8. ^ de Guidice, Rachel; A General Joins the House’s Conservative Ranks as New Congress Convenes; The Daily Signal; January 5, 2017; https://www.dailysignal.com/2017/01/05/a-general-joins-the-houses-conservative-ranks-as-new-congress-convenes/
  9. ^ Don Walton/Lincoln Journal Star. "Retired general bids for Ashford House seat". Fremont Tribune. Retrieved March 25, 2015. 
  10. ^ Loizzo, Mike (September 26, 2016). "Nebraska's 2nd Congressional District Race Remains a Toss-Up". Nebraska Radio Network. Retrieved December 25, 2016. 
  11. ^ Williams, Jack (November 9, 2016). "Bacon ousts Ashford in Second Congressional District". netnebraska.org. Retrieved December 25, 2016. 
  12. ^ "Bacon wins Nebraska House Seat After Ashford Concedes". Politico. November 9, 2016. Retrieved December 25, 2016. 
  13. ^ Tysver, Robynn; Don Bacon says Trump should step down, but he won't rule out voting for him; Omaha World Herald; October 8, 2016; http://www.omaha.com/news/politics/don-bacon-says-trump-should-step-down-but-he-won/article_a310cc52-8da8-11e6-b23e-f75a3224383d.html
  14. ^ "Nebraska U.S. House 2nd District Results: Don Bacon Wins". The New York Times. November 15, 2016. Retrieved 15 November 2016. 
  15. ^ "Official Report of the Board of State Canvassers" (PDF). Nebraska Secretary of State. Retrieved December 7, 2016. 
  16. ^ Morton, Joseph (January 11, 2017). "Don Bacon, who represents the mostly urban and suburban 2nd District, gets seat on House Agriculture Committee". Omaha World-Herald. Retrieved January 26, 2017. 
  17. ^ "Official Committee Assignments, 115th Congress". Office of the Clerk, US House of Representatives. Retrieved September 21, 2017.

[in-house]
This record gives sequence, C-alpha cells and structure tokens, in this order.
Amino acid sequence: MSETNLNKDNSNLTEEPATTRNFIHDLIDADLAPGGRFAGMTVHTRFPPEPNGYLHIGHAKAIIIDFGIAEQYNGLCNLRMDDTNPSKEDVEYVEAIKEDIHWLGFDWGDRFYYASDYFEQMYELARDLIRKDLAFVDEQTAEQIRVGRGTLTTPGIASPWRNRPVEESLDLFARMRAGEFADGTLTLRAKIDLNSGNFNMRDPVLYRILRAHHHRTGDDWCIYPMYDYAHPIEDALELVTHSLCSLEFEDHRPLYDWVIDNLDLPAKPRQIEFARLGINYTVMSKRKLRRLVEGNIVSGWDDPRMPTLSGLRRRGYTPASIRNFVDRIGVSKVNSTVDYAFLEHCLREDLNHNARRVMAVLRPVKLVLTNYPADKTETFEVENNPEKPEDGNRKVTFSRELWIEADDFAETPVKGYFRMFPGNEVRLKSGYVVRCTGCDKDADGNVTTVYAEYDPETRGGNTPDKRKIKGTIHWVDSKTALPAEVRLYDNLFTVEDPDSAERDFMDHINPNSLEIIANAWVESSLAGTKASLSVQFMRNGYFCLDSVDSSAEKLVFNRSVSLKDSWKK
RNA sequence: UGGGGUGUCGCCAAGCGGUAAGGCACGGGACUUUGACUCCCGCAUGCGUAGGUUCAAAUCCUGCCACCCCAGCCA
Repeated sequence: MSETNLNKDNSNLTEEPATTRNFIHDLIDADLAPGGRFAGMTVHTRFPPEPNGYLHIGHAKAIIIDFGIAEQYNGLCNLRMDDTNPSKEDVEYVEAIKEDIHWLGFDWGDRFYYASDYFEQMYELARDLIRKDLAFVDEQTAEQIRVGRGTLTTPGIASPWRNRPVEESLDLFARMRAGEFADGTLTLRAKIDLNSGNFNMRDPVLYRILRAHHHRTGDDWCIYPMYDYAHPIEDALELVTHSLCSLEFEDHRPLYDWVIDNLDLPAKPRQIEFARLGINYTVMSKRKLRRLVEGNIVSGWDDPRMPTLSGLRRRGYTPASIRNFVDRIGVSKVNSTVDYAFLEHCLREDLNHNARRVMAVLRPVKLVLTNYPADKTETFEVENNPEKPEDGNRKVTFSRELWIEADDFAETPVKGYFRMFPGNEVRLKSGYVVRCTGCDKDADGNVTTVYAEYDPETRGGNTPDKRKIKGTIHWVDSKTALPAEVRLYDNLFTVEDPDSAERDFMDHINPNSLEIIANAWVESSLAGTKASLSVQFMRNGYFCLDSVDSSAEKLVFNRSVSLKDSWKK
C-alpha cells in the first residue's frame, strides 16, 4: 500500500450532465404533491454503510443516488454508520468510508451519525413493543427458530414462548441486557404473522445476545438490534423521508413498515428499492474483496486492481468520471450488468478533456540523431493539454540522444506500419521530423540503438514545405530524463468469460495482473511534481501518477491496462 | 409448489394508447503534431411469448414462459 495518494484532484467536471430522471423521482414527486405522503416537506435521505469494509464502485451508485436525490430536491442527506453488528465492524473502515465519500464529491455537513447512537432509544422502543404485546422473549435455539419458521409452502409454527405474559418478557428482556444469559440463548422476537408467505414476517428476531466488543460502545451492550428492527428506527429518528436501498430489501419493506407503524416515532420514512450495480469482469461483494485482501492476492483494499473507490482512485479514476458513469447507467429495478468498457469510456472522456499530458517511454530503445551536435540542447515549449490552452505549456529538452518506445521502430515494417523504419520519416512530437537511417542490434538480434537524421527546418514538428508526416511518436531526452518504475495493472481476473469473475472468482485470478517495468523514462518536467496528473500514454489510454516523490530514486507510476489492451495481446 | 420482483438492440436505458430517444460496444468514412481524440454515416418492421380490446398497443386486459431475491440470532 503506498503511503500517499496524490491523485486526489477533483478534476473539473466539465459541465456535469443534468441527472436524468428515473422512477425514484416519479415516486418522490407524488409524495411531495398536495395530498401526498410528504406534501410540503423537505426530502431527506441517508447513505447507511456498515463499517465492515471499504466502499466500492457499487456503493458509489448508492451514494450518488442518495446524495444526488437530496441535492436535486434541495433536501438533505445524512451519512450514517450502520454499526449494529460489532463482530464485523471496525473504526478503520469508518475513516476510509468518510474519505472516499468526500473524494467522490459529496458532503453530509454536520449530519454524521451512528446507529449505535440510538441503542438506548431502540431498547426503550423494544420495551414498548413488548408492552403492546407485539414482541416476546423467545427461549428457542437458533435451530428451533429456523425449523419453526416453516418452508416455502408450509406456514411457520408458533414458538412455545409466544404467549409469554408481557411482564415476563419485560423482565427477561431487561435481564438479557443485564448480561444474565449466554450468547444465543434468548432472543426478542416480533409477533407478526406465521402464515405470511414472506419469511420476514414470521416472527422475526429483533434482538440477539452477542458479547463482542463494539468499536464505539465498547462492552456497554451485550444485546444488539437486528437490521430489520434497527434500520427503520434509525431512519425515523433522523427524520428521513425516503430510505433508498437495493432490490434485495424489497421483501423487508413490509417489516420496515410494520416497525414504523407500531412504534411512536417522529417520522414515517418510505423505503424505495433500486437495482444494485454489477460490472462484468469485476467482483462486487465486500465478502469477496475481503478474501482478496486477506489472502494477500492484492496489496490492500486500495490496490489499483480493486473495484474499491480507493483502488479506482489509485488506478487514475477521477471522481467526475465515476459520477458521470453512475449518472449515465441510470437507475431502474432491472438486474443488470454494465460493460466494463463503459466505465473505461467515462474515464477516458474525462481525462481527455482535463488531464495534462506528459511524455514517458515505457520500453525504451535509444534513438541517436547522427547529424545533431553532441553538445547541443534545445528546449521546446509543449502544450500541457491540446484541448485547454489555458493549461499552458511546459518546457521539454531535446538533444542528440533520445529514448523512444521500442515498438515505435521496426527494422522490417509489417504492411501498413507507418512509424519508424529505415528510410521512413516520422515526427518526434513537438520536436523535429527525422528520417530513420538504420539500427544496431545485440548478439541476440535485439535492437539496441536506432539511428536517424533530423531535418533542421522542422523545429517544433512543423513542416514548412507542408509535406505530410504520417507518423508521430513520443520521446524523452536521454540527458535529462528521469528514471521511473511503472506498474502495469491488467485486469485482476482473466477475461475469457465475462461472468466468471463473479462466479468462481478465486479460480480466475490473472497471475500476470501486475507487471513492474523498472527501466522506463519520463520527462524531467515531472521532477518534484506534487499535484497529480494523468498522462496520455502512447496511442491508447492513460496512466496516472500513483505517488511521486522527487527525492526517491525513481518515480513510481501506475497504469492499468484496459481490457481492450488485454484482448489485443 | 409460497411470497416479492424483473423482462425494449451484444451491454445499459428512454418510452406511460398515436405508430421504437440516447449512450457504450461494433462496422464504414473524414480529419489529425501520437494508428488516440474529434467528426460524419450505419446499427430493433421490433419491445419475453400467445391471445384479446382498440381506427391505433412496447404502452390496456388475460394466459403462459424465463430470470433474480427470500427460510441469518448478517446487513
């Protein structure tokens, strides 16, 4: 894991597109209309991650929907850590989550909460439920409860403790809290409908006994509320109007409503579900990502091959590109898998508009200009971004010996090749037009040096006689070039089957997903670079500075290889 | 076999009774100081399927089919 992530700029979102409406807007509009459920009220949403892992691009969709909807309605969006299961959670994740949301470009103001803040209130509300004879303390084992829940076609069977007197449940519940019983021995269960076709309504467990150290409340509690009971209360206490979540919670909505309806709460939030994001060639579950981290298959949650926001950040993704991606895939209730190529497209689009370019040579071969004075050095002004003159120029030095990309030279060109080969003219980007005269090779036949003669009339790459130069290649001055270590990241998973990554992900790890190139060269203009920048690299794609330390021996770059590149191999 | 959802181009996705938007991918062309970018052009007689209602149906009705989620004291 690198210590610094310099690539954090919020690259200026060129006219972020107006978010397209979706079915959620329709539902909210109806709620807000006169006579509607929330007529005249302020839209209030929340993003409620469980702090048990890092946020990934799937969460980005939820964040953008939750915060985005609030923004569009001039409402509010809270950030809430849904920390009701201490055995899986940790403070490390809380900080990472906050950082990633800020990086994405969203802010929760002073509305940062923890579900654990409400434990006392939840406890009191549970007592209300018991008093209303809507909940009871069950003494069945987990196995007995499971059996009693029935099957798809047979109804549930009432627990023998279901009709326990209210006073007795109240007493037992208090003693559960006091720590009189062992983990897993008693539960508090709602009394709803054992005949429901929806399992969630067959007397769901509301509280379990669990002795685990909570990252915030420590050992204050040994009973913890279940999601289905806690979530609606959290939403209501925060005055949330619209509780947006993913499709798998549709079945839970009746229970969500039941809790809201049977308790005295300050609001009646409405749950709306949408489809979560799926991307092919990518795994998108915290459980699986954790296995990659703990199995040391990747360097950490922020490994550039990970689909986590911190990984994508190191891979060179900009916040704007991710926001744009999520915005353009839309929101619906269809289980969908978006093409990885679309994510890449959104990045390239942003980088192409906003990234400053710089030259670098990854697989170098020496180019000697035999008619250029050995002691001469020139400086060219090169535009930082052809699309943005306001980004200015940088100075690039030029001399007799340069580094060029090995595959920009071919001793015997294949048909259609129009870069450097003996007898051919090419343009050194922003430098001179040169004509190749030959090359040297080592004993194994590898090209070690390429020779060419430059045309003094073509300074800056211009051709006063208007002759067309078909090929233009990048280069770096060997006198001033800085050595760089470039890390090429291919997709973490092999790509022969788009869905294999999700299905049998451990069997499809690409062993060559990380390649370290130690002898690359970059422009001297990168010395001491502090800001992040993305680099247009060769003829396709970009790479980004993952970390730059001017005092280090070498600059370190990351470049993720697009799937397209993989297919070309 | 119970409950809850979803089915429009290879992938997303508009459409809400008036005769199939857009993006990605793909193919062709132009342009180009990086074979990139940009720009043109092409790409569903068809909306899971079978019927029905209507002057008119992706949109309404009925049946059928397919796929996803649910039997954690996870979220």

18. ^ "Members". Republican Mains Street Partnership. Retrieved 19 September 2017. 
  19. ^ a b "Climate Solutions Caucus expands to 24". Retrieved September 21, 2017. 
  20. ^ "Members". House Baltic Caucus. Retrieved 21 February 2018. 
  21. ^ "Members". Congressional Western Caucus. Retrieved 27 June 2018. 
  22. ^ Bycoffe, Aaron (2017-09-14). "Tracking Don Bacon In The Age Of Trump". FiveThirtyEight. Retrieved 2017-09-14. 
  23. ^ Willis, Derek. "Represent". ProPublica. Retrieved 2017-09-14. 
  24. ^ "Don Bacon's Issue Positions (Political Courage Test)". Vote Smart. Retrieved 31 July 2018. 
  25. ^ Byrne, Michael (25 April 2017). "Nebraska's Climate Change Deniers". Vice. Retrieved 3 March 2018. 
  26. ^ "Don Bacon on Energy & Oil". www.ontheissues.org. Retrieved 2017-04-01. 
  27. ^ Walton, Don; Rep. Don Bacon urges Trump to protect DACA youths; Lincoln Journal Star; August 25, 2017; http://journalstar.com/news/state-and-regional/federal-politics/rep-don-bacon-urges-trump-to-protect-daca-youths/article_9b68a039-1d3e-552c-babf-a26bbfa89590.html
  28. ^ a b Gilchrist, Logan; Don Bacon spoke at UNL seminar, students skeptical about his motivations; The Daily Nebraskan; October 19, 2017; http://www.dailynebraskan.com/news/don-bacon-spoke-at-unl-seminar-students-skeptical-about-his/article_844f0722-b47e-11e7-b14f-dfc83e8e78e7.html